Symposium & Roundtable
29 February 2020, Edinburgh
The Dark Side of Meditation: Understanding and overcoming difficulties on spiritual paths and in mindfulness practice.
Over 100 guests registered for the symposium that took place at Edinburgh University.
Speakers from clinical psychology, anthropology, mindfulness psychiatry and different religious backgrounds (listed below) discussed that meditation does not always lead to more peace and calm but can sometimes lead to difficulties.
Meditation and mindfulness have grown in popularity. A large body of research published in recent years shows how mindfulness and meditation can be used to ease a wide range of mental and physical problems. Yet hardly anybody has looked into problems that can arise through or along with these practices.
For some, meditation can be accompanied by difficulties that go beyond the inability to calm one’s mind: Half-forgotten experiences might be remembered that are upsetting for the practitioner. Meditators might see lights or have visions. They might feel that their body is moving uncontrollably, that they do not inhabit their body anymore in the way they did before, or that energy is moving through them. Insights acquired during meditation might change a person’s way of seeing the world, and they might find themselves unable to continue living their life in the same way as before. Some people begin to doubt some of their fundamental beliefs and fall into a “dark night of the soul”.
Many meditators are unsure how to make sense of these unusual experiences and do not know where to turn for help. For a few, their experiences during and after meditation become unmanageable and psychiatrists diagnose them with psychosis, PTSD, depression or anxiety disorder. While psychiatry sees these experiences as adverse effects of meditation, spiritual traditions often value them and recognize them as opportunities for growth.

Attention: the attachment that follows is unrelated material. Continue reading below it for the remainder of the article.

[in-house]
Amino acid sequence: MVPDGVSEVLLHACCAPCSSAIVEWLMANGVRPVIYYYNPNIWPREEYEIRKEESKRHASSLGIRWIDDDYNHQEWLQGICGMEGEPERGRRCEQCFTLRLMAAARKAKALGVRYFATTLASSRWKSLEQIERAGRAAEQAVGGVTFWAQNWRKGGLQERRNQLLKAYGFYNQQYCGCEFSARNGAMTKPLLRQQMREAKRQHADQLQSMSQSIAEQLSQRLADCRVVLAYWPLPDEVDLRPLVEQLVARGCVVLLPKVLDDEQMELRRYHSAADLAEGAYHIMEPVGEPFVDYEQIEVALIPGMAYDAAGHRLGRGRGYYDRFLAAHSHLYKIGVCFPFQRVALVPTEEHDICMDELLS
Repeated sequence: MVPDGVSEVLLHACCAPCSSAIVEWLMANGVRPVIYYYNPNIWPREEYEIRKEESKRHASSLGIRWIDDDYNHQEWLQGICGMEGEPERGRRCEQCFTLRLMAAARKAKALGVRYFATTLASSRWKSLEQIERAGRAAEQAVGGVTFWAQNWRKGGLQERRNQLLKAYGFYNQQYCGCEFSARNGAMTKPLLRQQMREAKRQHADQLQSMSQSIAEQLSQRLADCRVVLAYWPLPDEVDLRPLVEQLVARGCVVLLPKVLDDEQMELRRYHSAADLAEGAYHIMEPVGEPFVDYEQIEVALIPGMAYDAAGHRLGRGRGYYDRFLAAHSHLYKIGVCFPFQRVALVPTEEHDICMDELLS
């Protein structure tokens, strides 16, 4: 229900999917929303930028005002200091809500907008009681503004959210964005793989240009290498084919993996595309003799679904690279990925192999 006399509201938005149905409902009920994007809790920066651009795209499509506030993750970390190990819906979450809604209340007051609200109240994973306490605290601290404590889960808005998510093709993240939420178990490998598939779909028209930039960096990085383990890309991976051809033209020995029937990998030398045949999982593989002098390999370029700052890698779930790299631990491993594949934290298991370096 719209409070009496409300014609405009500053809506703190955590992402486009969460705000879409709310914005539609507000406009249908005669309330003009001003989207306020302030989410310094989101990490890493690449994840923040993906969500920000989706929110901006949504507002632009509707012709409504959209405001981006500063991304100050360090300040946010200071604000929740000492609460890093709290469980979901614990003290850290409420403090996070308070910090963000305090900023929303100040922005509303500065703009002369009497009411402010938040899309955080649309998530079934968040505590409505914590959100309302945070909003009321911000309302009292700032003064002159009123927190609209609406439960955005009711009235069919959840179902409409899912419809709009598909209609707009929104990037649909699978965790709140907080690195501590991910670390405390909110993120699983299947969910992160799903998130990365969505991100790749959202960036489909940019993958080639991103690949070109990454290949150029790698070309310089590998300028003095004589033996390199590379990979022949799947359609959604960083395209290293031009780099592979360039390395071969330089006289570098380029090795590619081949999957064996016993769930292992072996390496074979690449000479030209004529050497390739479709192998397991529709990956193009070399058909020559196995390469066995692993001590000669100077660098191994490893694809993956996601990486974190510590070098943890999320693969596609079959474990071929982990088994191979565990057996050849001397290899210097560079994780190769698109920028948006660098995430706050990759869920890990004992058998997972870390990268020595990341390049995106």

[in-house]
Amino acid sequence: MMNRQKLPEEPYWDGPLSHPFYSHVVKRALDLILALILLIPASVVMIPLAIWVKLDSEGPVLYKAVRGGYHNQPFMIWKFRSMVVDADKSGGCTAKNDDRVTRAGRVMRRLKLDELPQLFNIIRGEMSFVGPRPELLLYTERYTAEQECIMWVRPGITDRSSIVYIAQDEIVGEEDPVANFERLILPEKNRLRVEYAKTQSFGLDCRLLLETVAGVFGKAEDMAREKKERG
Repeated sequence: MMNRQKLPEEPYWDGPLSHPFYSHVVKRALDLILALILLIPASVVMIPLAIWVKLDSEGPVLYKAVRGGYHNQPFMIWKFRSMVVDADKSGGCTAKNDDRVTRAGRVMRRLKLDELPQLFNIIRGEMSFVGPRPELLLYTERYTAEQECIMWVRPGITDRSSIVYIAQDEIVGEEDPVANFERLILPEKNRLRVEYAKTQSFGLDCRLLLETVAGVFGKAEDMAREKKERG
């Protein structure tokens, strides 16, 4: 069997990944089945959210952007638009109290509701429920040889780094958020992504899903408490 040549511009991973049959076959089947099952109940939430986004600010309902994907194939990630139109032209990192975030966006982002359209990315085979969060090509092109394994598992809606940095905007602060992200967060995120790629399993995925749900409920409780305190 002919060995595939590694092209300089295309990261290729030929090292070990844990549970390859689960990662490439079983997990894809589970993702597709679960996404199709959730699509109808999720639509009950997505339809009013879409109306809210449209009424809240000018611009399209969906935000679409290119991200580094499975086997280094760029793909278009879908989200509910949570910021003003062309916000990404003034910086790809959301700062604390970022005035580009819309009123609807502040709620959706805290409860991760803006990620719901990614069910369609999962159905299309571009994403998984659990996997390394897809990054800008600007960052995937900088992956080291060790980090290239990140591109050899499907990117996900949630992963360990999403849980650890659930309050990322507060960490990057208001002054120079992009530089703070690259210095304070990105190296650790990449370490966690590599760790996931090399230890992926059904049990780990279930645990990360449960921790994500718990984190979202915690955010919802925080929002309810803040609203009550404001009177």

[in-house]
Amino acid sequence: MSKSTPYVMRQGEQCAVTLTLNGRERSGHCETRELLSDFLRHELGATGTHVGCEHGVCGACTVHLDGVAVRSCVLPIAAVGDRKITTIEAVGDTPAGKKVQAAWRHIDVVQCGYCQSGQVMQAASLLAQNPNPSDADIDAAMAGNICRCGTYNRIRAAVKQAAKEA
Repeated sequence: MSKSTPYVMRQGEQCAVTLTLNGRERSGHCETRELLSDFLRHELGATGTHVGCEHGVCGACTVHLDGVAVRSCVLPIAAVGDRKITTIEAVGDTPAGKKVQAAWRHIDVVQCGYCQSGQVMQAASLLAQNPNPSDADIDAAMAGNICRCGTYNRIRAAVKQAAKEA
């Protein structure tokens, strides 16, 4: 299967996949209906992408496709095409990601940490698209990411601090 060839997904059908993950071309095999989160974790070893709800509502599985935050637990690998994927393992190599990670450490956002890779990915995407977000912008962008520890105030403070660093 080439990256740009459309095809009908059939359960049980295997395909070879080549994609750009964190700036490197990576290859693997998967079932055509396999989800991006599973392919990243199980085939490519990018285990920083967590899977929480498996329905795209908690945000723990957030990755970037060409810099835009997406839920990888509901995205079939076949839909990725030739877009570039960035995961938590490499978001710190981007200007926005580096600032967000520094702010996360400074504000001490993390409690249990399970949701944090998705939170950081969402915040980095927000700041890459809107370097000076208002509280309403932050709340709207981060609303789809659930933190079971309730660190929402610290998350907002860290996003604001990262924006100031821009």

In this workshop, we found bridges between the different ways of explaining meditators’ experiences. Experts from a wide range of backgrounds discussed the experience of spiritual emergencies, different factors that influence them, and ways of working through them.
Dr Christine Kupfer, Social/Medical Anthropology & Education Studies, Edinburgh:
The Dark Side of Meditation: An Overview [download the powerpoint here]
Dr Liane Hofmann, Institute for Frontier Areas of Psychology and Mental Health (IGPP), Freiburg, Germany:
Spiritual and meditation-induced crises: historical developments and current state [open Liane Hofmann's website here]
Isabel Clarke, Consultant Clinical Psychologist & Spiritual Crisis Network Director, Southampton:
When the spiritual path goes astray: the work of the Spiritual Crisis Network [open Isabel Clarke's website here]
Dr Andrew Watson, Chief Psychiatrist for NHS Lothian
Dr Audrey Millar, Consultant Clinical Psychologist NHS, Edinburgh
Dr Mark Miller, Philosopher of neuroscience, University of Sussex
Isaac Portilla, Centre for the Study of Religion and Politics (CSRP), University of St. Andrews [open website here]
Richard Johnston, Director of Christian Mindfulness, Fife, Scotland
Chair: Dr Stefan Ecks, Medical Anthropologist, University of Edinburgh
All images on this page are by Neill Walker